Paradox are back with a follow on to their classic album Heresy, here’s what Gareth thinks…
Let me take you back 800 years or so, to a time when a controversial religious order, the Cathars, was gaining power and a foothold in France, but was starting to become problematic to the Catholic church, the practitioners were regarded as heretics and their order was petitioned against by Pope Innocent III, to King Philip II of France and after this successful petition, the Cathars over a 20 year military campaign, were persecuted, tortured, massacred and eventually wiped out. Moving forward 770 odd years and German band Paradox released their sophomore album ‘Heresy’, a concept album about the ” Albigensian Crusade”, a relatively unknown, but very respected release for those in the know.
Now finally, we come back to the present day, and Paradox are about to release their 8th studio album: ‘ Heresy II: End of a Legend’, which, if you haven’t spotted it, is the long in the making sequel. It’s always a bit of a risk when bands follow up a seminal piece of work with a follow-up, Not only is it immediately open to scrutiny, to its predecessor, but if handled incorrectly, you run the risk of actually lessening the original, Operation: Mindcrime II anyone!!? No need to worry, anyone who has listened to Paradox over their career will know that they only release quality albums, with the last two ‘Tales in a Weird World’ and ‘Pangea’ being of particularly high quality.
So how does part 2 measure up. Well obviously, being written and recorded 31 years apart, and only having two of the same members, main man Charly Steinhuer, on vocals and guitar, and returning drummer Axel Blaha (who incidentally last appeared on part 1) there are bound to be some differences. However, the consistency that has been achieved is very impressive. The original ‘Heresy’ had one of the best productions of its era, and so with modern recording techniques it’s not surprising that the new record is better, its similar, modern yet reminiscent, a bit beefier in the guitars and the whole mix being more even, with every instrument having its own space in the overall soundscape. Charly’s vocals are a bit gruffer, but he still has a clear and powerful voice.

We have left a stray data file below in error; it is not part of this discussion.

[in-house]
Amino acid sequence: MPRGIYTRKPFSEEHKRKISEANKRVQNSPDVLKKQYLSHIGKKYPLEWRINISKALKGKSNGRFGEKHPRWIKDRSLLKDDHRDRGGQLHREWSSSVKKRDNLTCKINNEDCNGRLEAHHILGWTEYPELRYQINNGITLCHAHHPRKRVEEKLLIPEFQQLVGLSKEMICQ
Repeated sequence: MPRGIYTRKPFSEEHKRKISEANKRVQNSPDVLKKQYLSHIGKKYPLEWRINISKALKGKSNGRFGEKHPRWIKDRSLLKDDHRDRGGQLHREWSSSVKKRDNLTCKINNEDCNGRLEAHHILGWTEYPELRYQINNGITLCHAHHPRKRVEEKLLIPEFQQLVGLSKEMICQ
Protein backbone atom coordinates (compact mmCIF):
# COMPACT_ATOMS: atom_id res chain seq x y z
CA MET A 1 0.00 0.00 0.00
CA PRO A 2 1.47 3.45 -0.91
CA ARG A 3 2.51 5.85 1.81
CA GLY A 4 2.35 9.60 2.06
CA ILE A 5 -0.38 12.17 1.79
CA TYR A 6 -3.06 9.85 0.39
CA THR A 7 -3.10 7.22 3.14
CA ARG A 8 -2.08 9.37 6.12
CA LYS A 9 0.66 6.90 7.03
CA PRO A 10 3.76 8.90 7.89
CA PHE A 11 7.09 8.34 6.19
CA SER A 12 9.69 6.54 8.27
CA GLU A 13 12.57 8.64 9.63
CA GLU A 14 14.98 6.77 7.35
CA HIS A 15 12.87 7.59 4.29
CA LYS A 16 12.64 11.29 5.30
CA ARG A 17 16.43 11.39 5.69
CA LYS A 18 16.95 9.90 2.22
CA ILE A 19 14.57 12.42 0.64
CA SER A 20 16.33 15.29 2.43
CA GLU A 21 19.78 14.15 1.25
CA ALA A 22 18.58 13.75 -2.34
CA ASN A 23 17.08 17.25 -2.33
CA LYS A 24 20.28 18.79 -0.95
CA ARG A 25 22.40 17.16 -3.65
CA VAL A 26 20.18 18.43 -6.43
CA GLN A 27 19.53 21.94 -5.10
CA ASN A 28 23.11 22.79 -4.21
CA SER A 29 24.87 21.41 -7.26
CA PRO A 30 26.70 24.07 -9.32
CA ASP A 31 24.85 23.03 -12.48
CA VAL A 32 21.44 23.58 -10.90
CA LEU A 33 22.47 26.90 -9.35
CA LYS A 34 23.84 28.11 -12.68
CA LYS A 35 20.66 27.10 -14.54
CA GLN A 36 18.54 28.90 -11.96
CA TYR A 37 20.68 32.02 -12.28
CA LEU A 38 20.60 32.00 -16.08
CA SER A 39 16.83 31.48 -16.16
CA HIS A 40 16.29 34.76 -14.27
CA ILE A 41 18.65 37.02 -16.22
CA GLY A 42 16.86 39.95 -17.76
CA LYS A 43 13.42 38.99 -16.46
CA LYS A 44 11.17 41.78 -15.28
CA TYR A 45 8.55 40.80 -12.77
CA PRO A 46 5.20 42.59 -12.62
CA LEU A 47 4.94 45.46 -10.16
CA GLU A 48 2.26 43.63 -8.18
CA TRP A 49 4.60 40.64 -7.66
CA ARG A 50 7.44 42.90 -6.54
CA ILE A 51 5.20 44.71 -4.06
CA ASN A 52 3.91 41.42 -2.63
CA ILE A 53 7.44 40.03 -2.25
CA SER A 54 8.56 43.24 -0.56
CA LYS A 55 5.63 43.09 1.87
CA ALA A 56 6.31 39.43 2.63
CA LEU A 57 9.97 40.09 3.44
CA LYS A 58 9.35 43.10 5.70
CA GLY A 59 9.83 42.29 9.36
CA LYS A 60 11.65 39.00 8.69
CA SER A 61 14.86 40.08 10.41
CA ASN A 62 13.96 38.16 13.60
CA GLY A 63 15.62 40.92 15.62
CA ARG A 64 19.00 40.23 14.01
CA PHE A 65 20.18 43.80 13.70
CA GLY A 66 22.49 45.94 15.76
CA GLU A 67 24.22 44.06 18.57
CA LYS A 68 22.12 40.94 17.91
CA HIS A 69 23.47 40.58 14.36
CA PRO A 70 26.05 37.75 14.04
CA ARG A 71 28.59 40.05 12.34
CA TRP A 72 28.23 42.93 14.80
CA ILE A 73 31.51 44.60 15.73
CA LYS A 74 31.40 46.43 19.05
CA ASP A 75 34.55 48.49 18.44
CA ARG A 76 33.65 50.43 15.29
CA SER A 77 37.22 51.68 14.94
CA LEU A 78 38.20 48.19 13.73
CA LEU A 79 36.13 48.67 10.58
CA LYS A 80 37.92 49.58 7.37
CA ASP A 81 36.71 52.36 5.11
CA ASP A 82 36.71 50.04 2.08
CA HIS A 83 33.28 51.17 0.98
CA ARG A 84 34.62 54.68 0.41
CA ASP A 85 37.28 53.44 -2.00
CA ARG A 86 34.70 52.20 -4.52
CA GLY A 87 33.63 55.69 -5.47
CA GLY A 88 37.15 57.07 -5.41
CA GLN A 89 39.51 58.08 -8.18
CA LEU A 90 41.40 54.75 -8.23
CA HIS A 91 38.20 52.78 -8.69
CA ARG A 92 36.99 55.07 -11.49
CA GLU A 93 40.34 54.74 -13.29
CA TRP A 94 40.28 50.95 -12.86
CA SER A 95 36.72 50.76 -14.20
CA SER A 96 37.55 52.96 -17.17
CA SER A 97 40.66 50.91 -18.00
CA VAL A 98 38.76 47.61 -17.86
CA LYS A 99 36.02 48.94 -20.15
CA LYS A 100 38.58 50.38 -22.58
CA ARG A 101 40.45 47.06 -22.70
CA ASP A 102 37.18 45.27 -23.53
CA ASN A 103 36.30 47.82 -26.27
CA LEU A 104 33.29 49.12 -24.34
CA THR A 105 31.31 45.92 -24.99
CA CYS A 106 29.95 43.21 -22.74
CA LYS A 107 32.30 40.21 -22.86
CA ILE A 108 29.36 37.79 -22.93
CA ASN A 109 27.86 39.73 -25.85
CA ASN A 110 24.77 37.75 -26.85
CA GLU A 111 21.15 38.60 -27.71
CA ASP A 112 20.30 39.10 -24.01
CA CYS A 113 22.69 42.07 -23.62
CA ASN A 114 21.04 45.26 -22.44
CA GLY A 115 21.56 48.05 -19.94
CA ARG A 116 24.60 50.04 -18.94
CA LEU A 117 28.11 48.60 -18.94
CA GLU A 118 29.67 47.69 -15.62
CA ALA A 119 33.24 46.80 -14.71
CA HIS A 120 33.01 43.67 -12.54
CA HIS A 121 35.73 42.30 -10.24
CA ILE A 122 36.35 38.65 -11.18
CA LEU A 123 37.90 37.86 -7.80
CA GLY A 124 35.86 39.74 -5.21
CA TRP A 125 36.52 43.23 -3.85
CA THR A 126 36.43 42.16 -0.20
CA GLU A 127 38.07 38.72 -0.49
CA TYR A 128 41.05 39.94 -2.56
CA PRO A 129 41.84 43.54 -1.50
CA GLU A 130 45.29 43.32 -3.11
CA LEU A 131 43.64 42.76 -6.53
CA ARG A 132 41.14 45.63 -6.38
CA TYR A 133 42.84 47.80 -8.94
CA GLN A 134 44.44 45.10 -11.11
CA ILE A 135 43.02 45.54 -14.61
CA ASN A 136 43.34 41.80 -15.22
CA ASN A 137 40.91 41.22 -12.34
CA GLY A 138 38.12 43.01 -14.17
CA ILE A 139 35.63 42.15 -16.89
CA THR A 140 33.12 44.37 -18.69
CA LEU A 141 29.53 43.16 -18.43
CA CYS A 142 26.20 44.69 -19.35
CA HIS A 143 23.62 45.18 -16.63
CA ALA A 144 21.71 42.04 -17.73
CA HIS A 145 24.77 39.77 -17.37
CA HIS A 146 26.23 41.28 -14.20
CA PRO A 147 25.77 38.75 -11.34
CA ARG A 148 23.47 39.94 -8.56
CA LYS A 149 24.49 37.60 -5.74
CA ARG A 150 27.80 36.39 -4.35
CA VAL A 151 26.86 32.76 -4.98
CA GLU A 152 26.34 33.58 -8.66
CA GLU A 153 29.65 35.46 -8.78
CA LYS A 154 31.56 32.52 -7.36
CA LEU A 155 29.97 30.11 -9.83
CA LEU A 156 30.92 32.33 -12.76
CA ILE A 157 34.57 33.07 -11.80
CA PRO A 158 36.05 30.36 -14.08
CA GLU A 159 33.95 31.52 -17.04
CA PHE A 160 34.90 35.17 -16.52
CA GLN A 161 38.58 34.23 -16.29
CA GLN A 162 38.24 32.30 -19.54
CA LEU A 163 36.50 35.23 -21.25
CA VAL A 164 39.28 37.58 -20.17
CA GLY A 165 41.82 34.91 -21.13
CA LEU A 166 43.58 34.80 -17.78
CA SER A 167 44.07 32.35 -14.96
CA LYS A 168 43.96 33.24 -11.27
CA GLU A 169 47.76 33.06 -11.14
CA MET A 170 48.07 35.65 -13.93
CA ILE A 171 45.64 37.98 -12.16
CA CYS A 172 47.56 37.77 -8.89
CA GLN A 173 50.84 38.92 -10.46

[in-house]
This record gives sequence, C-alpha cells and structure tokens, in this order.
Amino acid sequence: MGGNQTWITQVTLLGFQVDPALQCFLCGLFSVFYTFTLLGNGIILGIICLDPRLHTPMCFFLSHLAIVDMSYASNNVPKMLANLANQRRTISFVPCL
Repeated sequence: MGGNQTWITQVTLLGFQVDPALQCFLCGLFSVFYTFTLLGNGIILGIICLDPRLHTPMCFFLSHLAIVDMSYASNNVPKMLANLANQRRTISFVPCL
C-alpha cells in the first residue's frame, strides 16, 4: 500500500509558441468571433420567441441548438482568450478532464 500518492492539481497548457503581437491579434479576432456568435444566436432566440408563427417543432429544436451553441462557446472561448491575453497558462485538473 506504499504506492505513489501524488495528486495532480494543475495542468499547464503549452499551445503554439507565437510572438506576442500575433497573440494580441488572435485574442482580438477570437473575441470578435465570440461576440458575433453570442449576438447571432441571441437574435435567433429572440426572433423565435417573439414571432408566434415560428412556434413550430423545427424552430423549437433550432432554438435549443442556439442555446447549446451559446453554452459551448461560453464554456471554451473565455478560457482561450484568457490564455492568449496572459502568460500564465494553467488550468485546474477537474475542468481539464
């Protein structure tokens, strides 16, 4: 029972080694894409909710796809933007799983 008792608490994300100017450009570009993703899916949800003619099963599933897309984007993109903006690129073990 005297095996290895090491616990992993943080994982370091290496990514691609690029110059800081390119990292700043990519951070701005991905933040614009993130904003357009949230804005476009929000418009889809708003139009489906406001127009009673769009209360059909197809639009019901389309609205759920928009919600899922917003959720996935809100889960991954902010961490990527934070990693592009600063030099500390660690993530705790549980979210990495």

For people who aren’t familiar with Paradox, they occupy the more melodic end of the thrash spectrum, even straddling into the power metal genre. Saying that, this is more in the vocals than the riffing, which can be quite ferocious at times, although the guitar work can also be very intricate and much more symphonic than your typical meat and potato thrash band.
Lyrically and musically, this starts where the original left off, opener ‘Escape from the Burning’ is a future live classic, with a suitably epic opening before building into a real riff fest, with high energy passages and a catchy chorus. The two already released singles are up next, the fierce ‘Mountains and Caves’ and the brutal ‘The Visitors’, both with driving riffs and pummelling rhythms, where lead guitarist Christian Münzner gets to show his worth, with some fantastic interplay with Charly. The whole album runs over 75 mins, so there’s certainly value for money and if you like to really get your teeth into the lyrics and music, you certainly won’t be disappointed. ‘A Meeting of Minds’ and ‘The Great Denial’ are both longer, more progressive and involved tracks, with slower parts and quieter aspects. Whereas ‘Priestly Vows’ and ‘Unholy Conspiracy’ show the thrashier and more aggressive side of the band. That said at 75 min, I think they could have shaved at least 10 mins from the overall length, and this would have tightened up the outcome.
This is a worthy successor to the original ‘Heresy’ release, and I think fans of that album will be very pleased with ‘Heresy II’. If you’ve heard Paradoxpreviously and didn’t like them, there’s really not much here that is going to alter that opinion. Will it pull in new fans? Well possibly, this album will hopefully be better marketed and advertised than the original. A very solid and competent release that ensures that Paradox still don’t have a duffer in the discography.
Paradox – Heresy II: End of a Legend was released on the 24/09 on AFM Records